I was travelling for roughly 6 out of 7 weeks in June and July. Among other things, that means I fell way behind in my comic book reading. I still managed to make it to the shop occasionally and pick up whatever was sitting in my pull box. But I simply couldn’t keep up with that many comics while on the road.
On the bright side, that meant that I had a huge stack of comics waiting for me when I finally settled down again. Even better, I had multiple issues of most titles. Though I prefer single issues to trades, it can be a lot of fun to read two or three issues in a row. You get a much better sense of where a story is going when its individual installments aren’t interrupted by 40 other series.
Amazing Spider-Man 659-665: In these issues, Spidey joined the FF, took a turn teaching the Avengers Academy, got mixed up with Anti-Venom and Mr. Negative and ditched a movie night with Betty Brant. I read some online reactions from people who didn’t like the first two stories, since they seemed to be about the guest-stars more than Spidey (the Avengers Academy issues were even written by the AA writer rather than the regular Spidey scribe). But I loved them. I like Spidey’s niche in the FF. He’s a perfect substitute for the Human Torch bringing both power and levity. Yet Peter still feels like he’s a little bit out of place, so there’s still some of that typical Parker awkwardness. The Avengers Academy story was just a fun read. It reminded me of classic Marvel Team-Up stories, pairing Spider-Man with the newest hero in a way that shines light on both of them. The one down note for me was the Anti-Venom story. I find Anti-Venom one-dimensional and boring. Plus, I was much more interested in Mr. Negative when he was influencing Aunt May, instead of serving as Anti-Venom’s foil. However, it appears as if the Aunt May/Mr. Negative story was resolved in a side series as she only showed up for one panel. Happily, the title quickly recovered with a great one-shot that focused on Peter’s friendship with Betty Brant.
American Vampire 14-16 and American Vampire: Survival of the Fittest 1-2: American Vampire is quickly becoming one of my favorite titles and a strong contender for series of the year. Both stories take place during World War II. In the main title, Henry Preston is serving in the Pacific where he’s been sent to destroy a vampire nest on the island of Taipan. Skinner Sweet came along for reasons of his own, and Pearl Jones is back in Hawaii trying to unravel the mystery. In the special mini-series, vampire hunters Cash McCogan and Felicia Book are posing as Nazi sympathizers in an attempt to acquire a potential cure for vampirism. Both stories are full of setbacks and unexpected twists, deadly situations and heightened emotional drama. My one small complaint is that the artists don’t do a good enough job differentiating stylistically between Pearl and Felicia and Skinner and Cash. The separate leads should have separate looks.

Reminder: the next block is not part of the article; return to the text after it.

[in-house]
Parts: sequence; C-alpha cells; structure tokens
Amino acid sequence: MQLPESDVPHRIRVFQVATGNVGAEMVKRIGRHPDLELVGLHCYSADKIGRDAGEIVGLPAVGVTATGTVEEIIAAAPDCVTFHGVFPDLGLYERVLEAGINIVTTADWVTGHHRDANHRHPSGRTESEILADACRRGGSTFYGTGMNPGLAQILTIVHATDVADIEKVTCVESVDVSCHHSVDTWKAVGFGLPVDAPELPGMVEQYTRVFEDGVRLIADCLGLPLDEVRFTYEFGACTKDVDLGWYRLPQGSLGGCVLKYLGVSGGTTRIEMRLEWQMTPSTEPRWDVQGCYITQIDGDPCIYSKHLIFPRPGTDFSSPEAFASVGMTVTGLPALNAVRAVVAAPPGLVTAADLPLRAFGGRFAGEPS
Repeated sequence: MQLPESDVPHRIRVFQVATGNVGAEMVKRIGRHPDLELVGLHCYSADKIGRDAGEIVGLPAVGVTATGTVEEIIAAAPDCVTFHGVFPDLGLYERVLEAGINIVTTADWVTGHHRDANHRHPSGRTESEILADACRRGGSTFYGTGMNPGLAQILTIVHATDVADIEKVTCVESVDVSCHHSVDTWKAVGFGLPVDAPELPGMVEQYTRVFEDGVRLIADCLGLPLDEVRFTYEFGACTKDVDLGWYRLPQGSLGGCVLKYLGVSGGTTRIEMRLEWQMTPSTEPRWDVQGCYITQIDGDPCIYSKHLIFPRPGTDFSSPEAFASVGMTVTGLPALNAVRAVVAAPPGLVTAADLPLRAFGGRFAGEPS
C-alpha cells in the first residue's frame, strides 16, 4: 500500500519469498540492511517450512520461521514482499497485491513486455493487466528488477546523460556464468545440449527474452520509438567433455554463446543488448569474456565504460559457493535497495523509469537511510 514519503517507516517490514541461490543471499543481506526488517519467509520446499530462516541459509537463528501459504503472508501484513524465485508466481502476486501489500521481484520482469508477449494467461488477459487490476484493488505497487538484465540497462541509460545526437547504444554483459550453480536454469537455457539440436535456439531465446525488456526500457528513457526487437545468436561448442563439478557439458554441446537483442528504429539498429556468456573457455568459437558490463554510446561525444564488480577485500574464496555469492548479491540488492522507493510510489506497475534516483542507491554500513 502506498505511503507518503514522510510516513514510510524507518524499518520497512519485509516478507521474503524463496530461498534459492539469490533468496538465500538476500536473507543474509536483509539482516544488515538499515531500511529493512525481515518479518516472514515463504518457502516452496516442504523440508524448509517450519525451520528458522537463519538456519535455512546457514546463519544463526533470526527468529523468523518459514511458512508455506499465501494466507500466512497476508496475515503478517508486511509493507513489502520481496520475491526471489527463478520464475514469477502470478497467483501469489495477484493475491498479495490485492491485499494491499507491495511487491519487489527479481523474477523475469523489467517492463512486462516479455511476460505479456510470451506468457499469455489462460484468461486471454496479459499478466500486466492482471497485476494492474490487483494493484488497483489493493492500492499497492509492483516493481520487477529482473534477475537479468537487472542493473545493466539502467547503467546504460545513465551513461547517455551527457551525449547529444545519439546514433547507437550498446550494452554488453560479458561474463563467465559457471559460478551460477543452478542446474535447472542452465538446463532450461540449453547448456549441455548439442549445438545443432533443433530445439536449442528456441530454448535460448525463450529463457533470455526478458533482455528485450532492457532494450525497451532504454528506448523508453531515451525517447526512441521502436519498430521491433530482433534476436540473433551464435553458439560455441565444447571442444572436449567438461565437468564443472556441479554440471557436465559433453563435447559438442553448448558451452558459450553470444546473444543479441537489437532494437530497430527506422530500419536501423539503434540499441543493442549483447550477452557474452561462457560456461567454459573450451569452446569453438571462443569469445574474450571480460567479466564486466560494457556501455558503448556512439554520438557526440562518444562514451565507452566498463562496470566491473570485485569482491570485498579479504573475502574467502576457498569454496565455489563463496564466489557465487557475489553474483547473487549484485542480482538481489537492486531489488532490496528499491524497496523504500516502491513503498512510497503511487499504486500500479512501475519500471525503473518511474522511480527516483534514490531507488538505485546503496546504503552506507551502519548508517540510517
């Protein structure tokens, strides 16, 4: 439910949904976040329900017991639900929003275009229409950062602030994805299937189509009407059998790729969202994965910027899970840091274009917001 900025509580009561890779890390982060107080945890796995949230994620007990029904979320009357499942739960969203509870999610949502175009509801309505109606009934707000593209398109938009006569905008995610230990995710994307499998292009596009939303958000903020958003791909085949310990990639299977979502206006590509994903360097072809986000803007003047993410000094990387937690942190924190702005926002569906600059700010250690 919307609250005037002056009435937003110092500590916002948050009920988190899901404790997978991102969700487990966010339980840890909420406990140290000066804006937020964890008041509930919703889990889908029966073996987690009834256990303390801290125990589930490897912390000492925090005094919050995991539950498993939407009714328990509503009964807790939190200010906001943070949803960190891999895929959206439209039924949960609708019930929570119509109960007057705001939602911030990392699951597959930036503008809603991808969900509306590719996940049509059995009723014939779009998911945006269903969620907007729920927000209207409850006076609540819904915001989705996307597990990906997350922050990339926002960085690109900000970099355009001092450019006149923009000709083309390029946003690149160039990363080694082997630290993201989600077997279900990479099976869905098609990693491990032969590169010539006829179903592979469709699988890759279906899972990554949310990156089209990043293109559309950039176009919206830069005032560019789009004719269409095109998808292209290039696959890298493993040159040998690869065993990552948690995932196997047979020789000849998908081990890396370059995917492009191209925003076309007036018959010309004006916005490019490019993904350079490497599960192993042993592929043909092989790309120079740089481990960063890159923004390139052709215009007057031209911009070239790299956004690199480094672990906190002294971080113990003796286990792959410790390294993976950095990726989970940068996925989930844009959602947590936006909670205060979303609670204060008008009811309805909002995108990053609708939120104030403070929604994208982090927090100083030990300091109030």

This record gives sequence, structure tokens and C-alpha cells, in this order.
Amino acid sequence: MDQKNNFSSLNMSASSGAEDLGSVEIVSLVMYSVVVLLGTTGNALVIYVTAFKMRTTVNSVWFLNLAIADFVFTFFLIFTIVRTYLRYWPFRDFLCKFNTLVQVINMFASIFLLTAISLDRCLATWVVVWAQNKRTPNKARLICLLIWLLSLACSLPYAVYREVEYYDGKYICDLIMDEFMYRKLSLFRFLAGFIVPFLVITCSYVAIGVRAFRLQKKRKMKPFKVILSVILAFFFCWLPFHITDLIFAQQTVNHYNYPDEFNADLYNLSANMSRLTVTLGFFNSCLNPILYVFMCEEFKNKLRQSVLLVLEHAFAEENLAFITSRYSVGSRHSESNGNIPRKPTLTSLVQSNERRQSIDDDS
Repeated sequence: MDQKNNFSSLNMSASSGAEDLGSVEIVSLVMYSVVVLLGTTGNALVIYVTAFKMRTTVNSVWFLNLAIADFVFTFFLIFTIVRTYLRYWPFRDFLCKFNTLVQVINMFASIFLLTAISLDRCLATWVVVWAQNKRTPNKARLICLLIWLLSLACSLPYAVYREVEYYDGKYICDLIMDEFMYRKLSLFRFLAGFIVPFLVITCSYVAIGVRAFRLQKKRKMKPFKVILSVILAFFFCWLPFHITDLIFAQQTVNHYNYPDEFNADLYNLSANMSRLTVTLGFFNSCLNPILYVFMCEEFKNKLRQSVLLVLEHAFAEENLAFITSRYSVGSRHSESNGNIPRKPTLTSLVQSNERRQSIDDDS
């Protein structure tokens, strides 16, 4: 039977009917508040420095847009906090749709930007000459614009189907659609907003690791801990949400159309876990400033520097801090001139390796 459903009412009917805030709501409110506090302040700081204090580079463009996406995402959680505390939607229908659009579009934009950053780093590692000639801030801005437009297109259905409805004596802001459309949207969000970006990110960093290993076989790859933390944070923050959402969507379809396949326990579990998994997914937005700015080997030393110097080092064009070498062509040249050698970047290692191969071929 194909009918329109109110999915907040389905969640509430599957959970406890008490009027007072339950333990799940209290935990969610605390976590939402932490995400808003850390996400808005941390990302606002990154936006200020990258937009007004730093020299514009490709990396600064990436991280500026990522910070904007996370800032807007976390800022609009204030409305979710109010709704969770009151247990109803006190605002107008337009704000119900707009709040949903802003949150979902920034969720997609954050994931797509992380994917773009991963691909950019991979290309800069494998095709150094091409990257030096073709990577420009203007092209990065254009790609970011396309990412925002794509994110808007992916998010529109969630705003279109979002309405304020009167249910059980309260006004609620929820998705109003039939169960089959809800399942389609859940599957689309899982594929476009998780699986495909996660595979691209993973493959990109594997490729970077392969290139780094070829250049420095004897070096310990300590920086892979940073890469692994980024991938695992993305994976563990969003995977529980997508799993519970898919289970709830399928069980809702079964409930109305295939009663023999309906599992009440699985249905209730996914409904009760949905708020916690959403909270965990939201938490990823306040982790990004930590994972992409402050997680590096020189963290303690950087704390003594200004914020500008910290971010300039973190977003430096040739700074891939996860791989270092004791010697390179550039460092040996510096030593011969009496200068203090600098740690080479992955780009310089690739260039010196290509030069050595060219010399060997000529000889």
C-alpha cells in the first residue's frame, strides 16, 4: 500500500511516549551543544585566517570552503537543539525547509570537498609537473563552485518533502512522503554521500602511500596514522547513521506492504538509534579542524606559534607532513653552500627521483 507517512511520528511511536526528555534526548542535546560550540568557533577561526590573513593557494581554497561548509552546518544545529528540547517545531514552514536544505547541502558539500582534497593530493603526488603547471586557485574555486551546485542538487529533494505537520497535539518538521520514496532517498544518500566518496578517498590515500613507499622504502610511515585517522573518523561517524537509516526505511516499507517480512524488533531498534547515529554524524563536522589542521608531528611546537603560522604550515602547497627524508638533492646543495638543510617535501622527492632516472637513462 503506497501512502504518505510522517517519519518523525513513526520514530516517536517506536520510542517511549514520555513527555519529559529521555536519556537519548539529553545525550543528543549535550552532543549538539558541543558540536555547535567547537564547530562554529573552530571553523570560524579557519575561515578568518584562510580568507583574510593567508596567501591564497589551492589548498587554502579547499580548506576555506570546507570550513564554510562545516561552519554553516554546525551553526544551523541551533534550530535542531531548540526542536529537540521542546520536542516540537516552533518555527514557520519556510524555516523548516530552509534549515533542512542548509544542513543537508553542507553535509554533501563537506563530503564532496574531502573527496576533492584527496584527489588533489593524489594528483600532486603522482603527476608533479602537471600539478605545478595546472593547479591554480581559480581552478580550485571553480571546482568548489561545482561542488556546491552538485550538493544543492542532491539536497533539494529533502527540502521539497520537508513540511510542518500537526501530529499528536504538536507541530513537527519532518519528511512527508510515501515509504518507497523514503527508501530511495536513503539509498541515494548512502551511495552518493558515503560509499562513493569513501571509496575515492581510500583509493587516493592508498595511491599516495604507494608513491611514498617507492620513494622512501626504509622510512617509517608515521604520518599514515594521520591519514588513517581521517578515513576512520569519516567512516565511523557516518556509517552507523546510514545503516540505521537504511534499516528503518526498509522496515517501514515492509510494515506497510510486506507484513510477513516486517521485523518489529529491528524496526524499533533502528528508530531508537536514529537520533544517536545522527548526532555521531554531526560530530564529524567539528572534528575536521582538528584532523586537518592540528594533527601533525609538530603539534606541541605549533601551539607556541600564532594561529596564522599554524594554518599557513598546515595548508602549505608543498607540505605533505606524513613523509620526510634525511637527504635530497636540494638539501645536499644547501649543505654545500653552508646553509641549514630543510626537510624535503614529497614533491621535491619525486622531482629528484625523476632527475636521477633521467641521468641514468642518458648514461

Astonishing X-Men 37-39: I like what Astonishing X-Men is doing right now. The title is alternating between two stories that are supposedly happening at the same time. In the first, one squad- Cyclops, Emma Frost, Wolverine and Armor- is in Japan fighting escapees from Monster Island. The story is a lot of fun, riffing off of classic Godzilla movies. Yet it also has a strong heart as Armor deals with the emotions of returning to her homeland as a hero for the first time. In the second, another squad- Beast, Colossus, Shadowcat and Storm- has flown into orbit to help SWORD fight off a Brood incursion. Once again, there’s a fun movie flavor to the story. This time, the plot evokes the original Alien. And, once again, there’s a strong emotional component with awkward reunions between Kitty and Lockheed and Beast and Brand.
Captain America 617-619 and Volume 6 #1: The biggest news for Captain America occurred in Marvel’s summer crossover, Fear Itself. James “Bucky” Barnes, who had been carrying the shield, was killed. Back in his own title, James was serving a prison sentence in Russia for crimes he had committed as the Winter Soldier. It was a strong story, with the Black Widow and Sharon Carter working for his release while Bucky fought for redemption. However, the emotional impact was lessened by Bucky’s appearance in Fear Itself, presumably after his release. As for the new title, I should have known that I could trust Ed Brubaker. The reason I’ve loved Captain America for the past seven years hasn’t been Steve Rogers or Bucky Barnes. It’s been writer Ed Brubaker. He delivered a great individual tale. Plus, he set up Baron Zemo as a shadow threat, giving the title the continuing menace that it’s been missing since the Red Skull was defeated.